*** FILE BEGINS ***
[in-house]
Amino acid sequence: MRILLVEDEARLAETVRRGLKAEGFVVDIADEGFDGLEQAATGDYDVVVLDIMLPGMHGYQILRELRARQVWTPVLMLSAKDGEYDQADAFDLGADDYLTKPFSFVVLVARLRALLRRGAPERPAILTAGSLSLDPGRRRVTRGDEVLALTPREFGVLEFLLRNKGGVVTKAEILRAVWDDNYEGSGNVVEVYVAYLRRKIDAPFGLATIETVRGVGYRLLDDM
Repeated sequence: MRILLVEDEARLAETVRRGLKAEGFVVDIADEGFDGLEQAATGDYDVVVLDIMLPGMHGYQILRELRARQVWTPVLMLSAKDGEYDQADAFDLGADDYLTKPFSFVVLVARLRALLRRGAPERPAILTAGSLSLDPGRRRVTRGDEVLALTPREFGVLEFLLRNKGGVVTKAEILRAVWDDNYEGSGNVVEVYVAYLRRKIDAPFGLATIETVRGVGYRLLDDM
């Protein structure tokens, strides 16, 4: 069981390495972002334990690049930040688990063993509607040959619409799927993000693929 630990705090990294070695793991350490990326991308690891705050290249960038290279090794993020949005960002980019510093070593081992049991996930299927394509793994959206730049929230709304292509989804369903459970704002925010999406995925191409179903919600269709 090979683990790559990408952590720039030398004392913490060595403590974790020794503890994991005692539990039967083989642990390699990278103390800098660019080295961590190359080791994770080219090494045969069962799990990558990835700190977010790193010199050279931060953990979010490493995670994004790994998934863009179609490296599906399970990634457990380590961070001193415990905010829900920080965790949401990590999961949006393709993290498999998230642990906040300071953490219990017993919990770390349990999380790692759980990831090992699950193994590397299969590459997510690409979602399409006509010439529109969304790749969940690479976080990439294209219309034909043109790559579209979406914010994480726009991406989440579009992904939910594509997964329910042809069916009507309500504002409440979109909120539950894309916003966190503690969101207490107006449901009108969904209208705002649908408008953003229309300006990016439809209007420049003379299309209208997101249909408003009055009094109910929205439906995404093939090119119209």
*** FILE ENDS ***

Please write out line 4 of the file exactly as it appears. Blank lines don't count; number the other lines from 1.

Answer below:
């Protein structure tokens, strides 16, 4: 069981390495972002334990690049930040688990063993509607040959619409799927993000693929 630990705090990294070695793991350490990326991308690891705050290249960038290279090794993020949005960002980019510093070593081992049991996930299927394509793994959206730049929230709304292509989804369903459970704002925010999406995925191409179903919600269709 090979683990790559990408952590720039030398004392913490060595403590974790020794503890994991005692539990039967083989642990390699990278103390800098660019080295961590190359080791994770080219090494045969069962799990990558990835700190977010790193010199050279931060953990979010490493995670994004790994998934863009179609490296599906399970990634457990380590961070001193415990905010829900920080965790949401990590999961949006393709993290498999998230642990906040300071953490219990017993919990770390349990999380790692759980990831090992699950193994590397299969590459997510690409979602399409006509010439529109969304790749969940690479976080990439294209219309034909043109790559579209979406914010994480726009991406989440579009992904939910594509997964329910042809069916009507309500504002409440979109909120539950894309916003966190503690969101207490107006449901009108969904209208705002649908408008953003229309300006990016439809209007420049003379299309209208997101249909408003009055009094109910929205439906995404093939090119119209």